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What is Encryption?

Encryption 101 - Encrypt All The Things

Every once in a while you’ll read something about computer data that’s sent over the Internet being “encrypted,” which is a good thing, we assume. But what exactly does that mean, and more importantly, what in the world does encryption do?

Well, to start with, encrypting data is very important because it can help prevent information—sent over the Internet through email or transactions— about you, your personal matters and your finances from being read and exploited by someone who was never intended to see it. And who is that “someone”? A person or group who wants to steal that information and take advantage of it…or you. You want to prevent your banking information from Internet thieves who want to empty your bank accounts. Government agencies don’t want their plans and secrets in the hands of enemy spies. And businesses don’t want competitors or thieves stealing their business secrets or disrupting their businesses.

Make no mistake about it—there are always bad guys (in alleys and dark corners of the Internet) waiting to disrupt everyday activities, like banking and email, to screw things up.

That’s where encryption comes in.

Serious Gibberish

Here’s what encryption does. It scrambles the data in a way that turns it into gibberish before it’s sent out over the Internet. The receiving party has the key to unscrambling it and restoring it to valid information. Is encrypting the same as encoding? Not quite. Encoding is transforming data in order to transmit it or to meet some necessary standard for usage—with encoding, usability, not confidentially, is the goal.

Encrypting data means manipulating in a way so that if it’s intercepted, it’s virtually worthless without the code/key that would revert it to its original format. In theory, only the intended recipient of the encrypted data has the electronic key to unlock it.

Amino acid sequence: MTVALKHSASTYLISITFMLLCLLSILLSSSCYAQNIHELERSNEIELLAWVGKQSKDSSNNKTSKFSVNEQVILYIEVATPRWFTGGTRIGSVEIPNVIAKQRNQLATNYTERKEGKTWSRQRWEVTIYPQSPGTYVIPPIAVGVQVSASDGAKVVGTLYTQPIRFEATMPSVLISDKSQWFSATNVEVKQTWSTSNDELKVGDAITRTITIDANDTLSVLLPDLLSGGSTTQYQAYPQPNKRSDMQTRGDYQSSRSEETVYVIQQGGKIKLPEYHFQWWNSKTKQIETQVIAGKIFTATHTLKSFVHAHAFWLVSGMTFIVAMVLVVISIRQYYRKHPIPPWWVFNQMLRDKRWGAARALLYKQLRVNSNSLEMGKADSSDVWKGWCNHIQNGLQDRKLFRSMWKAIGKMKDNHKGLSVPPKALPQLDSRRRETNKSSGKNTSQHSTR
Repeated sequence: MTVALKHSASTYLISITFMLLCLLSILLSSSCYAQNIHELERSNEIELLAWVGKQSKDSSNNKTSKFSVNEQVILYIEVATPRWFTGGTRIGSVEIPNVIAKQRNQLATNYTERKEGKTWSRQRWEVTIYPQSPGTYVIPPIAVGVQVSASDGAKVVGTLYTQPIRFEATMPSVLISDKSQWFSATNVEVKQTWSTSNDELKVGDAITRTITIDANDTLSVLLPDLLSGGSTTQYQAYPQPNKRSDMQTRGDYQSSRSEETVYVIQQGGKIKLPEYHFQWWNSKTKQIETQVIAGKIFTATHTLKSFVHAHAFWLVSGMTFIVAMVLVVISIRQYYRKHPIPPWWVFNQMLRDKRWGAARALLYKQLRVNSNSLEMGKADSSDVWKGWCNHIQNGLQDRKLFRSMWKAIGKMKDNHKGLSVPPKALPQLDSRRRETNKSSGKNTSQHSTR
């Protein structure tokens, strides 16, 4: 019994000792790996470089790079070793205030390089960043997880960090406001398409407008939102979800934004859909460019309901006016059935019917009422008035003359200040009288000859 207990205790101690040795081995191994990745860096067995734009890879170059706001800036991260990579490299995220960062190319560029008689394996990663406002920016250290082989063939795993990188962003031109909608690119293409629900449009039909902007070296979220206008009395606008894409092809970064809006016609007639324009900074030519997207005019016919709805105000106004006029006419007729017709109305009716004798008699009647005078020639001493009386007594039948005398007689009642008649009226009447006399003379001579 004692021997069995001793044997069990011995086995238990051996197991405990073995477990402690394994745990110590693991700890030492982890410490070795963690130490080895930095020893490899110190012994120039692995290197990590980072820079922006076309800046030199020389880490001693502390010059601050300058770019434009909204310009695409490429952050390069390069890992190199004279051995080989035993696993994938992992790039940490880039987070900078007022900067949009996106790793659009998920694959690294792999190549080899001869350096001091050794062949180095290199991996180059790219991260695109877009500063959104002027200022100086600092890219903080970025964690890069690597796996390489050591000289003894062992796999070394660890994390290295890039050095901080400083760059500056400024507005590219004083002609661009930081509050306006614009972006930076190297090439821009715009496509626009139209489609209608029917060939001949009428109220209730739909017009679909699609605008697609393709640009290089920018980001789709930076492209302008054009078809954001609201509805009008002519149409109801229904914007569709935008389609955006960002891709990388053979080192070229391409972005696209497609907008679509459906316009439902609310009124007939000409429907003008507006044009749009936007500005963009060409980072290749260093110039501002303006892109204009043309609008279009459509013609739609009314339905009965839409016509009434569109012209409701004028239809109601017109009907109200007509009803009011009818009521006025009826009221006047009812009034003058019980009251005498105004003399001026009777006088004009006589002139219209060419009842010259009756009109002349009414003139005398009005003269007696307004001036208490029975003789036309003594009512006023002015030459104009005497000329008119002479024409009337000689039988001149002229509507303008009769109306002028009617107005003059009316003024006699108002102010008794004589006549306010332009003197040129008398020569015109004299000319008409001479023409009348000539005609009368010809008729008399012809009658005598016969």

Here’s an example of actual encrypted text; in other words, this is an actual paragraph that makes sense… if you were given the password/key to decrypt it. In this case, the person who encrypted the data would provide you they key to decoding the text message:

8WAtp8nUEOrzSu67t9tGITEzIdgr6huIpXqofo0rv2w9y3DzSu67t9tGITEzIdgr6huIpXqoTzA RKuumMLuyHlGrWvGXy8acawjyliExMCHCfRU9VzlAipW4HFMVN3XZixDAw4EcmBHnnJozJYoPgh eWYx3P1S11TEADaLlKVO5bXyBhEPQu6Z4jdUAdnHUkRuKBuHoCcU0hMTIhTzyYriExMCEI84A=

As you can imagine, encryption is a whole lot more complicated than that, and it can involve complex mathematical formulas to encrypt and decrypt data.

Encrypted websites

Do you have to encrypt your own data? Fortunately for you, no! Banks and retailers doing business on the Internet have to gain your trust; otherwise, neither you nor any else would do any important transactions on the Internet. Consider how many financial transactions (stock trading, investing, etc.) are done electronically and you’ll realize how vital encryption is. So, for your data’s safety, and to protect their own interests as well (they have a lot to lose, too!), virtually all important electronic/Internet transactions are encrypted—even your emails.

“S” for Safety

There’s a simple way to be sure the website you’re using is encrypting any data you send or receive. Just look in the address bar where the website’s shows up. The website is secure if you see the “padlock” icon in the address bar and/or “https://” in the very first part of the website’s address. That “s” actually stands for secure. If it says only “http” the site isn’t secure and you should think twice about sending personal information out.

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